The current reading of the Investopedia Anxiety Index is above neutral, indicating a higher level of anxiety.
U.S. stock futures are edging higher ahead of more earnings from major banks, as well as fresh data on consumer sentiment and retail sales.
Citigroup and Wells Fargo post their latest results today. The Commerce Department will also report on retail sales in June, which are projected to have climbed 0.8% after dropping 0.3% in May. The University of Michigan’s Consumer Sentiment Index for July is expected to show a preliminary reading of 50, even with June, at a record low for the index as surging inflation weighs on consumers.
Yesterday, the Dow and S&P 500 fell following disappointing quarterly results from JPMorgan Chase and Morgan Stanley, and after a report on wholesale inflation indicated inflation continues to soar. However, the sell-off eased somewhat after Federal Reserve Governor Christopher Waller said he supported another interest rate increase by 75 basis points at the Fed’s next policy meeting later this month, easing jitters over an even bigger 100-basis point hike. The Dow fell 0.5% and the S&P 500 lost 0.3%, while the Nasdaq ended flat.
A closely-watched part of the U.S. Treasury yield curve narrowed its inversion. The inversion between the U.S. two-year and 10-year yield shrank, with the two-year note yielding 3.1%, while the 10-year note was yielding 2.9%.
Overseas, the Stoxx Europe 600 added 0.9%, though the index is set to close the week with losses. Political turmoil in Italy and worries that Russia will cut natural gas supplies to the Nord Stream pipeline have added to recession fears for the continent.
In Asia, the Shanghai Composite fell 1.6% and Hong Kong’s Hang Seng declined 2.2%. China recorded its weakest growth rate in more than two years. South Korea’s KOSPI added 0.4%, while Japan’s Nikkei rose 0.5%.
What the Index Shows
The Investopedia Anxiety Index (IAI) is a gauge of investor sentiment based on the behavior of tens of millions of Investopedia readers around the world. A reading of 100 is considered “neutral.”
The IAI is driven by reader interest on Investopedia across three categories of topics: macroeconomic (such as inflation and deflation), negative market sentiment (such as short selling and volatility), and debt/credit (such as default, solvency, and bankruptcy).
Background on the Index
In 2012, Seth Steven-Davidowitz published an article in The New York Times explaining how he used Google search results to uncover voter bias that pollsters were unable to find. As of March 2022, Investopedia has over 44 million monthly unique visitors, and with Steven-Davidowitz’s work in mind, we asked ourselves, “What can the search behavior of our readers tell us about the state of markets and the economy?”
We have the data: more than 30,000 URLs of quality content going back before the collapse of Lehman Brothers and the 2008 financial crisis. I represented the editorial team and partnered with our lead data scientist Dr. Ronnie Jansson at the end of 2015 to search for patterns in our most highly trafficked materials. We carefully selected a selection of terms on topics that suggested investor fear, like “default,” and opportunistic terms, like “short-selling.”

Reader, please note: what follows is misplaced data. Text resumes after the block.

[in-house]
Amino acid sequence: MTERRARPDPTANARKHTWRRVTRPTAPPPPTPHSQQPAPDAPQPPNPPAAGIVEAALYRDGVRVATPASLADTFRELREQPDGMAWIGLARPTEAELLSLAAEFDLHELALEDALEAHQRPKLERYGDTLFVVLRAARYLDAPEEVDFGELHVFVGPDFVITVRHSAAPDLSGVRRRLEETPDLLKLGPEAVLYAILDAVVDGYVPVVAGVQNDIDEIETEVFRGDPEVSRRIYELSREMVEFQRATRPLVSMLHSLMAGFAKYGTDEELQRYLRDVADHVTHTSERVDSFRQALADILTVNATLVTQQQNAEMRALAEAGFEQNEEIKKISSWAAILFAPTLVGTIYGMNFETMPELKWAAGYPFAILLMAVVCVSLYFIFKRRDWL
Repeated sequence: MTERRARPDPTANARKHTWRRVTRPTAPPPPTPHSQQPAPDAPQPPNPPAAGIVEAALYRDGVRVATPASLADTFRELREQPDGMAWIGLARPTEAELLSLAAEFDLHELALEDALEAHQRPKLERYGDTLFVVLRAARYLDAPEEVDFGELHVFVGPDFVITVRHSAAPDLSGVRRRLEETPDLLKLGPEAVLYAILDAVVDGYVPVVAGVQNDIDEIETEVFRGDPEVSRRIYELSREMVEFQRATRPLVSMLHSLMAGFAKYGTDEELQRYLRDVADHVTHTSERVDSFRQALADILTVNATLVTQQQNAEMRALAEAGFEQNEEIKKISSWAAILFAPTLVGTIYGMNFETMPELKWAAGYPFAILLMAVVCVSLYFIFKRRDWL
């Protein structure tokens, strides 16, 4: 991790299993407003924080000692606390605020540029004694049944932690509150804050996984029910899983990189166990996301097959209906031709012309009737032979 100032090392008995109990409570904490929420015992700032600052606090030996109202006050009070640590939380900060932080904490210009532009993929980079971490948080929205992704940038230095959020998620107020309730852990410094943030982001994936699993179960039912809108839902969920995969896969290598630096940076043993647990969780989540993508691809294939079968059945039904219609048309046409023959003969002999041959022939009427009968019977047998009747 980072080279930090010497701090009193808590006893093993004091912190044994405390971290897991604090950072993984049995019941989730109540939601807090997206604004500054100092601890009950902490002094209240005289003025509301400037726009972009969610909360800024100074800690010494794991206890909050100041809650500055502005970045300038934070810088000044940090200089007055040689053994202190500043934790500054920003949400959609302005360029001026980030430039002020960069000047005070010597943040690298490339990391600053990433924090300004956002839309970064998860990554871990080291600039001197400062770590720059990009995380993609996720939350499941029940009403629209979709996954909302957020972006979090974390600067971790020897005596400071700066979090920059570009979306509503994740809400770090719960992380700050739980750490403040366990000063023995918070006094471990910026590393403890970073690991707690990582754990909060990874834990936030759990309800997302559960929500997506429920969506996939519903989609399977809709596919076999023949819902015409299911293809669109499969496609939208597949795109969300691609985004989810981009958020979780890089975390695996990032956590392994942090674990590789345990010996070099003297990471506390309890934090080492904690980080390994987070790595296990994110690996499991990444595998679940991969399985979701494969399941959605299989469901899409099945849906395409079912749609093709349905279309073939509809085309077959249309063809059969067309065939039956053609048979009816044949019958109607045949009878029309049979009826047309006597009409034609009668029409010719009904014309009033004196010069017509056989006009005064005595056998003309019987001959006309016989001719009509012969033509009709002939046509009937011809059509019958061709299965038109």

Finding a signal in noisy web traffic data is difficult due the varied seasonality of our readership (for instance, traffic declines on the weekends) and exogenous factors like search engine results page (SERP) rank. We first needed to develop a methodology to remove this noise and produce an index that robustly tracks the actual ebb and flow of interest in the chosen topics.
When we looked at the results of the analysis the first time, we found that the major peaks in the index occurred exactly where they would make sense: around major events like the fall of Lehman Brothers (by far the most significant peak), the Greek debt crisis, and the U.S. credit downgrade by Standard and Poor’s.
In the final version of the IAI we used 12 definition pages, all with exceptionally high page view counts. We also now use several thousand more pages in the normalization procedure. In total we used close to one billion page views to produce the 10+ year monthly IAI plot.
We had set out to create a proxy or index for investor sentiment, but we needed an outside point of reference. The Chicago Board of Options Exchange’s Volatility Index (VIX), often referred to as “the fear index,” is commonly used as a gauge of investor fear. We plotted the VIX next to our new creation, and the results spoke for themselves:
Over a period of almost a decade, the large scale features are very similar in the VIX and the IAI despite measuring different phenomena (stock market volatility and content consumption, respectively). It gets even more interesting when the two are overlaid on top of one another:
Perhaps the most compelling comparison is at the very earliest point of the plot. For more than a year prior to the peak of the financial crisis in September 2008, the IAI was profoundly elevated (around 120 or so – a level that had not occurred in a single month in the most recent four years), while the VIX remained subdued, around 20. In other words, based on the VIX alone you would be caught completely off guard by the biggest financial crisis of our generation, whereas the IAI was an alarm blaring for more than a year before the crisis hit.
Image and article originally from www.investopedia.com. Read the original article here.